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Study Suggests That Body Composition Is Key Player in Controlling Cancer Risks
 
 
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Scientists have long thought that limiting the calories a person consumes can prevent, or at least slow the progression of certain cancers. But research at UAB using mice suggests that body composition - whether a person is lean or obese - actually is key to reducing cancer risks.
 
Newswise.com - Scientists have long thought that limiting the calories a person consumes can prevent, or at least slow the progression of certain cancers. But research at UAB (University of Alabama at Birmingham) using mice suggests that body composition - whether a person is lean or obese - actually is key to reducing cancer risks.
 
In other words, how the body handles calories is much more important to controlling cancer risks than how many or how few calories are consumed-a finding that could have strong implications for preventing and treating cancer in humans.
 
In findings published in the Jan. 1 issue of Cancer Research, the UAB team found that transgenic mice predisposed to prostate cancer that were lean had a much slower progression of cancer than did heavier mice.
 
"This study suggests that body composition, being lean as opposed to being obese, has a greater protective effect against cancer," said Tim R. Nagy, Ph.D., UAB professor of nutrition sciences and study principal investigator. "Excess calorie retention, rather than consumption, confers cancer risk."
 
Nagy's team placed transgenic mice into two controlled environments, either 27 degrees centigrade or 22 degrees centigrade, and fed them equal amounts of food. The mice living at the cooler environment needed more energy to regulate their internal temperature and so burned more calories simply to stay warm. These mice lost weight and were leaner than the mice kept at the warmer temperature.
 
The mice kept at 27 degrees were heavier and had more fat mass. Cancer in these mice progressed at a much greater rate than in the lean mice. The heavier mice also had higher levels of leptin, a hormone associated with obesity that promotes cancer, and lower levels of adiponectin, a hormone that appears to protect against cancer.
 
"We believe this is the first study to show that the beneficial effect on cancer risk by reducing the number of calories in the diet is more closely related to leanness or obesity than previously thought, and not a factor of food intake or total calories ingested," Nagy said.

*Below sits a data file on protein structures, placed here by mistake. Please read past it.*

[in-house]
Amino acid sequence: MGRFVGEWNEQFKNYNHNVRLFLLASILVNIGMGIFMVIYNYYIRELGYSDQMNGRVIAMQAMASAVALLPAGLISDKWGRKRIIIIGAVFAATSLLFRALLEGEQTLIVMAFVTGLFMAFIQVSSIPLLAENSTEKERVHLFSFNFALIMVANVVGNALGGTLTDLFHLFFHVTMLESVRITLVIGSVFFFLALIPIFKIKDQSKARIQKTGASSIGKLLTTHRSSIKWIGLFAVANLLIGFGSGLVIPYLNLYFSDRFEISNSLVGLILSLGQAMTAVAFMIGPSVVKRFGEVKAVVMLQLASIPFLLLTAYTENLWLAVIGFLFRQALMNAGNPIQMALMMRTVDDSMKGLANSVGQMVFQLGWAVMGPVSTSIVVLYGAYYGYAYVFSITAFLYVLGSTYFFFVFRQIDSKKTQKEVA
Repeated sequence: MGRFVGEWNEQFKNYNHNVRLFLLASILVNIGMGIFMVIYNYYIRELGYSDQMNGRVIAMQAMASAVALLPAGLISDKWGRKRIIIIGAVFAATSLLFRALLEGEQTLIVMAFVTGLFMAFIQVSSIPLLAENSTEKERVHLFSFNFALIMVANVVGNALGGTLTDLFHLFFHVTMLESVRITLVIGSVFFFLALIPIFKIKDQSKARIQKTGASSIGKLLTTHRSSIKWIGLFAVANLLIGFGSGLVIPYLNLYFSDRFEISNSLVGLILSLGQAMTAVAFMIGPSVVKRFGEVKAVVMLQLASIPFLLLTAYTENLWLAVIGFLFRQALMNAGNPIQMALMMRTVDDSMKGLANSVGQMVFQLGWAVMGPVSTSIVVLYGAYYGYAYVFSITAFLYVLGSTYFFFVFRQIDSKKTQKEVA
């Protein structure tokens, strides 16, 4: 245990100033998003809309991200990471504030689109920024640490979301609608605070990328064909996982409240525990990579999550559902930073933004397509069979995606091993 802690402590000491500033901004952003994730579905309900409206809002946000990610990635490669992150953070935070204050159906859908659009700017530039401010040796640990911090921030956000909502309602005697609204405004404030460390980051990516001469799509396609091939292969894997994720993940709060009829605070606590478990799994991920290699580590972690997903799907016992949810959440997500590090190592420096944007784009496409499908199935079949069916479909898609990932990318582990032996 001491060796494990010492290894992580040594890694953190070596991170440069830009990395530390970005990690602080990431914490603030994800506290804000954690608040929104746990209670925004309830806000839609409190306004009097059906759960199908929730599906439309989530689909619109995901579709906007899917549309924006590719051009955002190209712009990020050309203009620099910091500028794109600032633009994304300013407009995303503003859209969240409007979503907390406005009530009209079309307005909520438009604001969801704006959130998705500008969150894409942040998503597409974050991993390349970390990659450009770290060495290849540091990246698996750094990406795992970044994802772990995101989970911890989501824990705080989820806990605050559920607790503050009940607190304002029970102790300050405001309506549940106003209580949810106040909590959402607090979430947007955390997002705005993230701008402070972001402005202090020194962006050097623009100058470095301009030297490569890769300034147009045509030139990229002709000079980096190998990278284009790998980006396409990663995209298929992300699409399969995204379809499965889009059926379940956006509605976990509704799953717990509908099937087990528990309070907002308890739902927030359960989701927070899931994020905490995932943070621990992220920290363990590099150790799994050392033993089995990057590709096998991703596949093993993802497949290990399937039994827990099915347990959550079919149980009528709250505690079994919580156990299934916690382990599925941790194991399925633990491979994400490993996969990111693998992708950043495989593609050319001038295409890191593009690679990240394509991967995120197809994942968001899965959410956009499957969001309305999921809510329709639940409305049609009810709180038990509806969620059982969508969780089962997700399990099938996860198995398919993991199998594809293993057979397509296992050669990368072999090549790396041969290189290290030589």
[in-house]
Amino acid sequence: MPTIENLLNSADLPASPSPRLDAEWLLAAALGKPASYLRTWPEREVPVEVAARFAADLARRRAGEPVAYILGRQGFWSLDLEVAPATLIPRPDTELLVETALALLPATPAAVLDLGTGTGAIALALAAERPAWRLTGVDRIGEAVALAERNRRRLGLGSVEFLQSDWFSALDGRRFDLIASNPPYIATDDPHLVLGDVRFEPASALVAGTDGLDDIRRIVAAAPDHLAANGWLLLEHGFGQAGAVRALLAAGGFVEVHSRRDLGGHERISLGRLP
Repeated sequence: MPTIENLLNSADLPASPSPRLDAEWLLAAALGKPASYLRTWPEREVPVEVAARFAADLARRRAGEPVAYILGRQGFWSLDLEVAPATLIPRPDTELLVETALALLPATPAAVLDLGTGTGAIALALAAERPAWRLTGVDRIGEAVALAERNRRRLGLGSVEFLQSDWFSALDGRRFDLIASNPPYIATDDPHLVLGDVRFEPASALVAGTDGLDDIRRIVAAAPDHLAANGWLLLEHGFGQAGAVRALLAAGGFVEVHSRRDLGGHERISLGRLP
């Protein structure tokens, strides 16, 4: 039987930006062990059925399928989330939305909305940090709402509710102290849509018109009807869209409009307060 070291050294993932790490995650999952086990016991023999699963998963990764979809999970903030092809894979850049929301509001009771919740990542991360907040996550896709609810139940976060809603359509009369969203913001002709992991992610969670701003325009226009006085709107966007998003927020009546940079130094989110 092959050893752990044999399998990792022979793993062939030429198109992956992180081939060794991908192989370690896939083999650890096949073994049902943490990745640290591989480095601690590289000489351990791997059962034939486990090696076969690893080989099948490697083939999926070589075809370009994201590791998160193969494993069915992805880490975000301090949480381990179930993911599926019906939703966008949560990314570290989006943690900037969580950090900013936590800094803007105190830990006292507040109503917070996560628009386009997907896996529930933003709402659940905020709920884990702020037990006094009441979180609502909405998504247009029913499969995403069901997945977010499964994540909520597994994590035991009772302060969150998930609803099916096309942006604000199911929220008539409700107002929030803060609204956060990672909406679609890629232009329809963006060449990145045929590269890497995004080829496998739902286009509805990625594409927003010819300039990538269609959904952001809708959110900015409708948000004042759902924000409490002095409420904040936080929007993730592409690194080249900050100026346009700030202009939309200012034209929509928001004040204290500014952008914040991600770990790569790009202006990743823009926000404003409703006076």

Nagy's team kept two other groups of transgenic mice in the 27 and 22 degree environments. These mice were allowed to eat as much food as they wished. The mice in the cooler environment ate 30 percent more food than the mice in the warmer environment, indicating they required the additional calories to maintain body temperature.
 
The body composition for both of these groups of mice remained the same; and both had the same level of cancer progression, indicating that the increased calorie intake from the cooler-temperature mice plays no role in cancer protection.
 
This research was supported by funding from the National Cancer Institute, part of the National Institutes of Health.
 
ABSTRACT
 
Cancer Progression in the Transgenic Adenocarcinoma of Mouse Prostate Mouse Is Related to Energy Balance, Body Mass, and Body Composition, but not Food Intake

 
Derek M. Huffman 1, Maria S. Johnson , Amanda Watts , Ada Elgavish , Isam A. Eltoum , Tim R. Nagy * 1 Departments of 1Nutrition Sciences, 2Genetics, and 3Pathology, University of Alabama at Birmingham, Birmingham, Alabama
 
Calorie restriction can inhibit or delay carcinogenesis, reportedly due to a reduction in calorie intake rather than by concurrent changes in body mass and/or composition. Our objective was to test the hypothesis that body mass and/or composition have an important effect, independent of energy intake, on the benefits or hazards associated with calorie restriction or overeating, respectively. In the first experiment, transgenic mice that spontaneously develop prostate cancer [transgenic adenocarcinoma of mouse prostate (TRAMP)] were housed at 27 C or 22 C and pair fed the same diet for 21 weeks (95% of ad libitum intake at 27 C). In the second experiment, TRAMP mice were housed at 27 C or 22 C and fed the same diet ad libitum for 21 weeks. Despite a similar calorie intake, pair-fed mice at 27 C (PF27) were heavier (28.3 ± 3.3 versus 17.6 ± 1.6 g at 21 weeks; P < 0.001; mean ± SD) and had greater fat (6.4 ± 2.1 versus 1.9 ± 0.3 g; P < 0.001) and lean mass (P < 0.001) than pair-fed mice at 22 C. Furthermore, PF27 mice had greater levels of serum leptin (P < 0.001), lower levels of adiponectin (P < 0.05), and a greater frequency of prostatic adenocarcinoma (P < 0.05). In contrast, ad libitum-fed mice housed at 22 C consumed 30% more calories than ad libitum-fed mice at 27 C, but there was no difference between groups in body composition or cancer progression. These results imply that the ability of calorie restriction to inhibit or delay cancer incidence and progression is mediated in part by changes in energy balance, body mass, and/or body composition rather than calorie intake per se, suggesting that excess calorie retention, rather than consumption, confers cancer risk. [Cancer Res 2007;67(1):417-24]
 
 
 
 
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